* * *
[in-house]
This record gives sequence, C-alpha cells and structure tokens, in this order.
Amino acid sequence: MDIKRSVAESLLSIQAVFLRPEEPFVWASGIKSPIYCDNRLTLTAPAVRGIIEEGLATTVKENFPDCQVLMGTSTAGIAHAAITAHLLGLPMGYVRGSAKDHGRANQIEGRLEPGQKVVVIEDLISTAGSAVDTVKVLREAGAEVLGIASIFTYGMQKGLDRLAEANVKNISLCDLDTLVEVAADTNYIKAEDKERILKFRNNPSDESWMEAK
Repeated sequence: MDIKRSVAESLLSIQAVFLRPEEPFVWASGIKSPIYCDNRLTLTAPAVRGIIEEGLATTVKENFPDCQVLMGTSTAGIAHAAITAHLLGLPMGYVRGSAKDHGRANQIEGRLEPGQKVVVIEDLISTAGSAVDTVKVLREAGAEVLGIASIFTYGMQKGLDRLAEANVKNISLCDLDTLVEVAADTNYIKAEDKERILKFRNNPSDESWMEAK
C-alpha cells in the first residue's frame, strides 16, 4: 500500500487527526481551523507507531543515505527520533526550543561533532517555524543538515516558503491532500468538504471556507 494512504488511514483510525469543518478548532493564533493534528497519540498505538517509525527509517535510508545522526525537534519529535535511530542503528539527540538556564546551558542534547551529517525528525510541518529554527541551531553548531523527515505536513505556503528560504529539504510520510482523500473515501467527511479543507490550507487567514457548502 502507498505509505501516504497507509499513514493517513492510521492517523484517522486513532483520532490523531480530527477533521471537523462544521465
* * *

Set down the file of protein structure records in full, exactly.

[in-house]
This record gives sequence, C-alpha cells and structure tokens, in this order.
Amino acid sequence: MDIKRSVAESLLSIQAVFLRPEEPFVWASGIKSPIYCDNRLTLTAPAVRGIIEEGLATTVKENFPDCQVLMGTSTAGIAHAAITAHLLGLPMGYVRGSAKDHGRANQIEGRLEPGQKVVVIEDLISTAGSAVDTVKVLREAGAEVLGIASIFTYGMQKGLDRLAEANVKNISLCDLDTLVEVAADTNYIKAEDKERILKFRNNPSDESWMEAK
Repeated sequence: MDIKRSVAESLLSIQAVFLRPEEPFVWASGIKSPIYCDNRLTLTAPAVRGIIEEGLATTVKENFPDCQVLMGTSTAGIAHAAITAHLLGLPMGYVRGSAKDHGRANQIEGRLEPGQKVVVIEDLISTAGSAVDTVKVLREAGAEVLGIASIFTYGMQKGLDRLAEANVKNISLCDLDTLVEVAADTNYIKAEDKERILKFRNNPSDESWMEAK
C-alpha cells in the first residue's frame, strides 16, 4: 500500500487527526481551523507507531543515505527520533526550543561533532517555524543538515516558503491532500468538504471556507 494512504488511514483510525469543518478548532493564533493534528497519540498505538517509525527509517535510508545522526525537534519529535535511530542503528539527540538556564546551558542534547551529517525528525510541518529554527541551531553548531523527515505536513505556503528560504529539504510520510482523500473515501467527511479543507490550507487567514457548502 502507498505509505501516504497507509499513514493517513492510521492517523484517522486513532483520532490523531480530527477533521471537523462544521465